Proper oxygen tank storage, training prevents accidents

Dangerous oxygen tank accidents can occur within the ambulance if the cylinders are not cared for properly


By Allison G. S. Knox, EMT-B, faculty member at American Military University

During times of serious medical or traumatic emergencies, oxygen is one of the most vital components to patient care. However, these tanks must be stored properly. Oxygen tanks are filled with compressed oxygen under high pressure. If an oxygen tank’s regulator stem is sheared off, an oxygen tank can take off like a rocket and go through a concrete wall.

Oxygen tanks also pose numerous threats to an ambulance because the tanks can cause explosions if they are not handled appropriately. In a tragic incident in Ireland, an oxygen tank exploded in an ambulance, killing a patient and injuring two paramedics.

During times of serious medical or traumatic emergencies, oxygen is one of the most vital components to patient care. (Photo/Greg Friese)
During times of serious medical or traumatic emergencies, oxygen is one of the most vital components to patient care. (Photo/Greg Friese)

Whenever a serious accident happens with oxygen tanks or other equipment, it is the responsibility of managers to investigate. While oxygen tank accidents are rare, when they do occur, it is often because a company has not properly trained their employees about oxygen tank accidents and did not emphasize the importance of safeguarding the tanks.

Ultimately, it is important for public safety agencies to train their employees about the appropriate handling of oxygen tanks, storage protocol and the consequences that can result from improper handling. Public safety managers should consistently revisit their training plans to ensure they are providing adequate training measures to keep such accidents from happening.

Time pressure often leads to public disasters

Unfortunately, many emergencies result from not dedicating enough time to properly train personnel, which often indicates a larger agency problem. For example, managers may not dedicate the necessary time to train first responders about certain issues because they’re trying to achieve their training goals within a designated time frame. Not only is this a disservice to employees, but it also fails to properly convey the seriousness of the training as well as the potential danger if protocol is not followed.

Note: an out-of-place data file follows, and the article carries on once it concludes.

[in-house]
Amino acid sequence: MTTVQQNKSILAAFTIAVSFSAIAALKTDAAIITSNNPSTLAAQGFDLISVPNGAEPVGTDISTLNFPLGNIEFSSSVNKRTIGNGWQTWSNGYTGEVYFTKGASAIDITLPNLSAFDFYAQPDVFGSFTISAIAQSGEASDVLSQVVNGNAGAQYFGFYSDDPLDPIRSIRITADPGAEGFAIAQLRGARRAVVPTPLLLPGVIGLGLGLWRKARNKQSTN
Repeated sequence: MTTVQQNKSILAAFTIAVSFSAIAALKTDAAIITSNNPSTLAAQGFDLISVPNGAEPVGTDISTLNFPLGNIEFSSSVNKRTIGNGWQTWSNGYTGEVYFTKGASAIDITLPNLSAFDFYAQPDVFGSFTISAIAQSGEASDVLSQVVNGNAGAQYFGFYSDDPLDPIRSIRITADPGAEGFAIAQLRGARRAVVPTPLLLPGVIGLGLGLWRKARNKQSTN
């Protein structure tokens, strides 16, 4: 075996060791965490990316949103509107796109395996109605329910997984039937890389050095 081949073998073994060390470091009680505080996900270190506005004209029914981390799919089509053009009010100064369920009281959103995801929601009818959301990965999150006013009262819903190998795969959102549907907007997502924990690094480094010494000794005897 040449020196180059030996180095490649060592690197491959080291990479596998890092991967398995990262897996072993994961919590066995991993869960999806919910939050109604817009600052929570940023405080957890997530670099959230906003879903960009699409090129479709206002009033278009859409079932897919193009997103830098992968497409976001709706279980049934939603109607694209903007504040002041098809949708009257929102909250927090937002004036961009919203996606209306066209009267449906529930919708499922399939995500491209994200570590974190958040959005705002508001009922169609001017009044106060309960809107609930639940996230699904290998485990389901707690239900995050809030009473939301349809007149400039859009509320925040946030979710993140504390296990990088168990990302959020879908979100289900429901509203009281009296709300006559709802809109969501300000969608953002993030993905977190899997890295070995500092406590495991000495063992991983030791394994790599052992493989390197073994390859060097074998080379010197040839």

Having restrictive time constraints is certainly not just a problem among public safety agencies. A 2009 Harvard Business School article highlights numerous instances where organizations moved forward with a project despite having inadequate time that resulted in epic failures.

For example, there were serious infrastructure problems associated with NASA’s Challenger disaster, as described in the book, The Challenger Launch Decision: Risky Technology, Culture, and Deviance at NASA. This accident was caused by an administration error because NASA had to work within a short timeline and cut through some of the red tape to make it happen.

Focus on training to prevent accidents

Accidents happen due to numerous factors in any public safety agency and occur for just about any reason. While it can be difficult to figure out exactly where the fault lines run in any department’s infrastructure, it is still important to train people about potential hazards.

Preventing accidents within public safety departments will largely come from training focused on creating a better and safer work environment.

About the Author
Allison G. S. Knox is a faculty member in Emergency and Disaster Management at American Military University. Her research interests include emergency management and emergency medical services policy issues. Prior to teaching, Allison worked in a level one trauma center emergency department and for a Member of Congress in Washington, D.C. She holds four Master of Arts degrees in emergency management, international relations, national security studies and history. She is a certified lifeguard and emergency medical technician and is also trained in Technical Large Animal Emergency Rescue. Allison currently serves advocacy coordinator of Virginia for the National Association of Emergency Medical Technicians, Chapter Sponsor for the West Virginia Iota Chapter of Pi Gamma Mu International Honor Society and Faculty Advisor for the Political Science Scholars. She is also on the Board of Trustees and serves as chancellor of the Southeast Region for Pi Gamma Mu International Honor Society in the Social Sciences. She can be reached at IPSauthor@apus.edu. For more articles featuring insight from industry experts, subscribe to In Public Safety’s bi-monthly newsletter.

Recommended for you

Join the discussion

Copyright © 2020 EMS1. All rights reserved.